Announcement

Collapse
No announcement yet.

Tax Deductions on New Real Estate

Collapse
X
 
  • Filter
  • Time
  • Show
Clear All
new posts

    Tax Deductions on New Real Estate

    Hello savers,
    I'm new to real estate investing. I bought my first property in late December, so I only had about a week of rent and tons of initial expenses. Now I'm trying to figure out the taxes...

    Here's what I have so far:
    Income:
    *a few days of rent as documented on a 1099-Misc from my management company

    Expenses:
    *one month and a few days of HOA fees as documented on my closing documents
    *mortgage insurance (for the whole year of 2020, but paid in 2019)
    *depreciation (purchase price minus appraisal estimate of land value over a 27.5 year period)

    Questions:
    1) Is there any place where I can deduct my origination fee, processing fee, various title fees, or other closing costs? I assume it can be counted as some type of sole proprietorship start up cost and amortized over a period, but I haven't found instructions.

    2) How about my mileage going out to see the building, then signing the documents? Note: I stayed for 2 weeks (into 2020) for Christmas with family up there, but I would have gone for the business portion even if it were not near family. I'm not going to buy my first property blind.

    3) I took out a loan against my retirement account for part of the down payment. I assume there's no tax benefits for those expenses, but if anyone happens to have and idea, I'd love to hear it.
    -Milly
    Personal Finance Blogger, Mechanical Engineer, and Mother of 3 Toddlers
    milly.savingadvice.com

    #2
    TexasHusker can most likely provide some insight here.

    But, I'd recommend a good CPA who deals in real estate
    Brian

    Comment


      #3
      Okay, here's what I've found:

      Legal and recording fees, abstract fees, survey charges, owners title insurance, and amounts the seller owes that you agree to pay are all added to the basis of the property for depreciation purposes (see Publication 551). The simple way to think of it is any expenses that you would have had to pay if you were paying in cash (no loans). I entered these expenses added to the non-land value of my real estate on Form 4562, line 19h, column c. Then used the instructions to calculate the depreciation for 2019.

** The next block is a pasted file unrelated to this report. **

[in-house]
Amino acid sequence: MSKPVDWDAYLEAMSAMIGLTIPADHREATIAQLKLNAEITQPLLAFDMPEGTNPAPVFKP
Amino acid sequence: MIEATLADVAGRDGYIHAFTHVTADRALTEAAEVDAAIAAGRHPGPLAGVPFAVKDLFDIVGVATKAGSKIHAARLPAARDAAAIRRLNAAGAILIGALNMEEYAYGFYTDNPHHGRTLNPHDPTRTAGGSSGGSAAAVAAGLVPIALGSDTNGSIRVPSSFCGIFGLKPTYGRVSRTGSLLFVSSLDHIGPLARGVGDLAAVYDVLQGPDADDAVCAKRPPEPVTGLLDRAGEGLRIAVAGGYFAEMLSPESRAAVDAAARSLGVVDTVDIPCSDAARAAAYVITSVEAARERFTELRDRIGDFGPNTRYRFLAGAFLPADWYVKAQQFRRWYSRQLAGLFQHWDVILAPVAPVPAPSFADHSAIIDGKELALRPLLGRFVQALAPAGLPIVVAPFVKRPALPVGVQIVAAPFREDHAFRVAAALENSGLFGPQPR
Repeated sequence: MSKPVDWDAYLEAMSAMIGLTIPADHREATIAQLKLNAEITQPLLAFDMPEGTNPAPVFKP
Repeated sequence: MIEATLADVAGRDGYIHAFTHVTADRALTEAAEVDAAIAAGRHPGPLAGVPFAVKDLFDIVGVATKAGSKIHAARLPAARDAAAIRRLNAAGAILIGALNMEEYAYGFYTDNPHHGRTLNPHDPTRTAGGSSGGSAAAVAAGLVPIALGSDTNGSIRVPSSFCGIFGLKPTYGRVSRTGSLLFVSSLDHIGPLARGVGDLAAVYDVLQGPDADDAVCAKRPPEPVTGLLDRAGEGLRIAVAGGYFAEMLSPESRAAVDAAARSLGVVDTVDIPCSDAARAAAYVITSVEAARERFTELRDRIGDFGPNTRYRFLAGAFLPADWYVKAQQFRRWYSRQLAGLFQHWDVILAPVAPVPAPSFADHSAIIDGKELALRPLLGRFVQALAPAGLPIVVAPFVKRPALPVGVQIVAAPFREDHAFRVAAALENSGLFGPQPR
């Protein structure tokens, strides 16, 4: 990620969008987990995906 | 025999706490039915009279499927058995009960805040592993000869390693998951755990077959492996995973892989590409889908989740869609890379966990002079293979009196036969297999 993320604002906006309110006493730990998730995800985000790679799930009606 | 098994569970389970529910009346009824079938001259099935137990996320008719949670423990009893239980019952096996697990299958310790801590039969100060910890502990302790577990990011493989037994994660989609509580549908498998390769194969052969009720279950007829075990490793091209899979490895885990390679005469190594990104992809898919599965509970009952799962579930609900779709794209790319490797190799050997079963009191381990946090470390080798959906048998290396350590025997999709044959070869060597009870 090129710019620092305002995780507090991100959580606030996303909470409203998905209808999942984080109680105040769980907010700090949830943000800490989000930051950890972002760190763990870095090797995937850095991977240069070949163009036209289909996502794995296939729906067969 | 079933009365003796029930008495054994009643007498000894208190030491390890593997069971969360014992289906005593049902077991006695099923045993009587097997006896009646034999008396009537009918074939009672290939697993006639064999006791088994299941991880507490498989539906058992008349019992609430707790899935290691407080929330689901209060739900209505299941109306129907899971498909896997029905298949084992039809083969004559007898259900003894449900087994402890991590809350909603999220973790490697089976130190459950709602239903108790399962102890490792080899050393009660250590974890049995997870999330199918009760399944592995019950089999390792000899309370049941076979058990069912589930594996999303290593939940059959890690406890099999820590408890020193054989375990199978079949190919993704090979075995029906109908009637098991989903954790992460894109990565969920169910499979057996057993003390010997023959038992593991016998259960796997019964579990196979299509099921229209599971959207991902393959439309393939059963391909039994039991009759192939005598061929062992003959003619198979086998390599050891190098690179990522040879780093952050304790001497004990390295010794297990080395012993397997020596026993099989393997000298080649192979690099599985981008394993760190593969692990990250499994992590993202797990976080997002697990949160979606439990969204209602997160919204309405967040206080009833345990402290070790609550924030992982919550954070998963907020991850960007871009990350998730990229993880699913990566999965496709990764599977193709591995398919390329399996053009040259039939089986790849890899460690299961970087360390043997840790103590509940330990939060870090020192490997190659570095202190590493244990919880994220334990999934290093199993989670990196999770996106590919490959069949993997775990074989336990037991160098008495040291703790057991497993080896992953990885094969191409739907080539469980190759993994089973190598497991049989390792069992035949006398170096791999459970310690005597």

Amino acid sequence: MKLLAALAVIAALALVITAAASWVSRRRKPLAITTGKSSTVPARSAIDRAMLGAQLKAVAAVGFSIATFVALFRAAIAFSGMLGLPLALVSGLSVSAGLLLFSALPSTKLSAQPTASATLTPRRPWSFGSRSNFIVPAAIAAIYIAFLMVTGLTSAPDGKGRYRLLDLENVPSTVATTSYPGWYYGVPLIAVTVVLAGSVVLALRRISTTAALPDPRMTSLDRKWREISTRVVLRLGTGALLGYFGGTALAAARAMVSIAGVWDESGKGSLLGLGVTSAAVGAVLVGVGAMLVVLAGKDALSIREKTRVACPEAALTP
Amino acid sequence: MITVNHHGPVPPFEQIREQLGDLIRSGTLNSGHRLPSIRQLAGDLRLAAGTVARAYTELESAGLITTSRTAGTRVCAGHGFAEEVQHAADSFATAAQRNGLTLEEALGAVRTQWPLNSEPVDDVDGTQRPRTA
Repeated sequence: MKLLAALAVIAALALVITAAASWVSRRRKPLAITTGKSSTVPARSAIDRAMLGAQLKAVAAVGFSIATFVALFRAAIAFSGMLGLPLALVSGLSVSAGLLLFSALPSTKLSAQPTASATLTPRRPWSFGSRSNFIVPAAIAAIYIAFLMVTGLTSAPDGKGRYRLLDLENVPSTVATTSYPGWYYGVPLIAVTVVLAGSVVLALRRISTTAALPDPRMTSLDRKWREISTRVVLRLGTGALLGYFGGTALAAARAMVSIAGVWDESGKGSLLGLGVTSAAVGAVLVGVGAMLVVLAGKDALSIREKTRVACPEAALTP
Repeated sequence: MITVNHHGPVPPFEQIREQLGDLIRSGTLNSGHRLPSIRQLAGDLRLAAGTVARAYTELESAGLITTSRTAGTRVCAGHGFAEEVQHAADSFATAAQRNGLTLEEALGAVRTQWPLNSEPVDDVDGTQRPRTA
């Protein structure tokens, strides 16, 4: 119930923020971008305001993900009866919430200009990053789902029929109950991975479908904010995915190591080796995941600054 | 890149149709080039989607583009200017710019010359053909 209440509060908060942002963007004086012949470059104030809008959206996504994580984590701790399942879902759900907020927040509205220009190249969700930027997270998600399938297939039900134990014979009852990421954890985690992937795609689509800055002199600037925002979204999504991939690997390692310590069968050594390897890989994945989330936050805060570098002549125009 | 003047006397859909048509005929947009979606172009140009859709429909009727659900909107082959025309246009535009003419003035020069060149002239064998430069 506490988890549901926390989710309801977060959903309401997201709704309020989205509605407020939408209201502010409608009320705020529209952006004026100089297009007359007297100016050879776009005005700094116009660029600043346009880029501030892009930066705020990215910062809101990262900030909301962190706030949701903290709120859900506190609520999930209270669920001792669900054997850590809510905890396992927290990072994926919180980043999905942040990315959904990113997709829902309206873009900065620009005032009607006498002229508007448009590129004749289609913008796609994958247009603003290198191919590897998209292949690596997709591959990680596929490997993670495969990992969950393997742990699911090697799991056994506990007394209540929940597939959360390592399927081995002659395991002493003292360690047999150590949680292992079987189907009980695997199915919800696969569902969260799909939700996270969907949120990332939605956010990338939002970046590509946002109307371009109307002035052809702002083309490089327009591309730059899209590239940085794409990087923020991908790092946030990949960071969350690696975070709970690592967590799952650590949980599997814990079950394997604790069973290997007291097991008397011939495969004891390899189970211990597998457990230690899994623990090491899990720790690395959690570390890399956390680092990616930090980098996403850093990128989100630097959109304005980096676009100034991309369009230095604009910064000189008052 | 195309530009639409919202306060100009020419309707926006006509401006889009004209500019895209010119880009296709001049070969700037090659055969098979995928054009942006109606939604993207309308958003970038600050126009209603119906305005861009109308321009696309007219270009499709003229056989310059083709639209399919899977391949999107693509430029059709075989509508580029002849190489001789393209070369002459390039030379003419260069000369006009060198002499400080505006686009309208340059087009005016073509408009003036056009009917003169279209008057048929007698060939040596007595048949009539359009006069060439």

I'm still trying to figure out the loan fees. I know they are deductible over the life of the loan, but I can't figure out what form they go on!
      *Schedule E's instructions state "Points, including loan origination fees, charged only for the use of money must be deducted over the life of the loan."
      *https://smallbusiness.chron.com/tax-...ies-25286.html states: "Deductible closing costs include: obtaining an appraisal or inspection required by the lender, mortgage insurance premiums, title fees, loan origination fees, recording fees and abstract fees. These points and fees, paid on the loan, are deductible over the life of the loan."

      I've given up on the mileage since it wasn't a business vehicle and we spent many days on vacation as well as on business.
      -Milly
      Personal Finance Blogger, Mechanical Engineer, and Mother of 3 Toddlers
      milly.savingadvice.com

      Comment


        #4
        All of that is way above my pay grade. When you have real estate as an investment, I highly recommend a CPA, to keep you out of hot water and maximize your tax savings.
        Never underestimate the power of stupid people in large groups.

        -George Carlin

        Comment


          #5
          Here's what I figured out:
          I was able to figure out the car stuff. I just list my car in part 5 of 4562. I don't have to fill out most of the boxes, just abc of 26 and Section B (mileage). This was a $550 deduction for 2019 and a $510 deduction for 2020 (since I drove home in January). Wahoo!

          According to some accountant who responded to me on biggerpockets, the origination fee can be listed in part 6 of 4562 and is amortized over the loan period, but since I didn't start loan payments until Jan 2020, it will not be on this return. The only question I have remaining is what to put in column d for "code section". None of them are quite right. The good news is I can file now and figure that part out next year.

          I also payed nearly $8,000 on my father-in-law's taxes (yikes!). Turns out he gets the deduction, because they were his taxes despite evidence we paid them. It stinks because he doesn't owe anything after deductions. Can't wait to get those properties out of his name.

          Ready to file. Just need to convince my husband I am competent and he should sign. He still wants me to pay H&R block to do it for me. I got frustrated with them though because I couldn't figure out how to take the standard deduction on Federal, but Itemize on State despite that clearly being an option on the actual forms.
          Last edited by Milly; 03-16-2020, 11:06 AM.
          -Milly
          Personal Finance Blogger, Mechanical Engineer, and Mother of 3 Toddlers
          milly.savingadvice.com

          Comment

          Working...
          X